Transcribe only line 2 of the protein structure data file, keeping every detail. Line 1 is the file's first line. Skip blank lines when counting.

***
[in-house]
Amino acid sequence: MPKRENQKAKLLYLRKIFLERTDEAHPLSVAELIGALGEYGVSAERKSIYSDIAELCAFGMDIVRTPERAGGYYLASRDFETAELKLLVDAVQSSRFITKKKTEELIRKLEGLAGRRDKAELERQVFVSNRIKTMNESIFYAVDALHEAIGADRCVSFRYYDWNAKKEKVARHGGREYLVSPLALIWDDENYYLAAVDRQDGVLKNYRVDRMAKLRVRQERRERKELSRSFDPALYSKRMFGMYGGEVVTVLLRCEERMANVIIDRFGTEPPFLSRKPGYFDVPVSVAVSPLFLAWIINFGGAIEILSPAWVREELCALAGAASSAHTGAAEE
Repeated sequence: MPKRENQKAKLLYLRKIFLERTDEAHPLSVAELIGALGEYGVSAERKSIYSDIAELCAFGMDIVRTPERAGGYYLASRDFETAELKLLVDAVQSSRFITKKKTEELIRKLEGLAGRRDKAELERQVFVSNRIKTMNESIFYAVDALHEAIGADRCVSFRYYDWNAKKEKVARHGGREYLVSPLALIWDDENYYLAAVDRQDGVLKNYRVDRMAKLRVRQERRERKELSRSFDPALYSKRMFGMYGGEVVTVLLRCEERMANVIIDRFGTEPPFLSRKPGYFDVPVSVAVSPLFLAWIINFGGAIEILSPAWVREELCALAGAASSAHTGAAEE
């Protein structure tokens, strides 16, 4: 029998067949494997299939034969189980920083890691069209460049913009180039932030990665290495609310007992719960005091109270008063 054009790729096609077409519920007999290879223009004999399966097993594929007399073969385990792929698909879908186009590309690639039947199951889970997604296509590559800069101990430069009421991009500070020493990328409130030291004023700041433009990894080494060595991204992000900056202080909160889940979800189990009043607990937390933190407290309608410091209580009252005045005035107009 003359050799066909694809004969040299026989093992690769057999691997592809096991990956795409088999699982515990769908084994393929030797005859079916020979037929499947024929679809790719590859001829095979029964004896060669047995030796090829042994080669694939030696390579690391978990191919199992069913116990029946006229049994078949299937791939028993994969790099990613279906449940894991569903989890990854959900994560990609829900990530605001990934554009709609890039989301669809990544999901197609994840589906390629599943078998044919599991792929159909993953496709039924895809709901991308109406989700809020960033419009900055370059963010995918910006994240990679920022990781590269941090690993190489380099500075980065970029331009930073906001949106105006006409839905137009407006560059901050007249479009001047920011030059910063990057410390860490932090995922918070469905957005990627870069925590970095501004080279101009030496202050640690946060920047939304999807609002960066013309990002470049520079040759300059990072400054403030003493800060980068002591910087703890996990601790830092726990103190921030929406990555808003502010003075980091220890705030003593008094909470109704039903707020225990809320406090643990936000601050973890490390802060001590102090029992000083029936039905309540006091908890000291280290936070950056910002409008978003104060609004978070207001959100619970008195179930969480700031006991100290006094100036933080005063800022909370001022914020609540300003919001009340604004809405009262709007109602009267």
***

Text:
Amino acid sequence: MPKRENQKAKLLYLRKIFLERTDEAHPLSVAELIGALGEYGVSAERKSIYSDIAELCAFGMDIVRTPERAGGYYLASRDFETAELKLLVDAVQSSRFITKKKTEELIRKLEGLAGRRDKAELERQVFVSNRIKTMNESIFYAVDALHEAIGADRCVSFRYYDWNAKKEKVARHGGREYLVSPLALIWDDENYYLAAVDRQDGVLKNYRVDRMAKLRVRQERRERKELSRSFDPALYSKRMFGMYGGEVVTVLLRCEERMANVIIDRFGTEPPFLSRKPGYFDVPVSVAVSPLFLAWIINFGGAIEILSPAWVREELCALAGAASSAHTGAAEE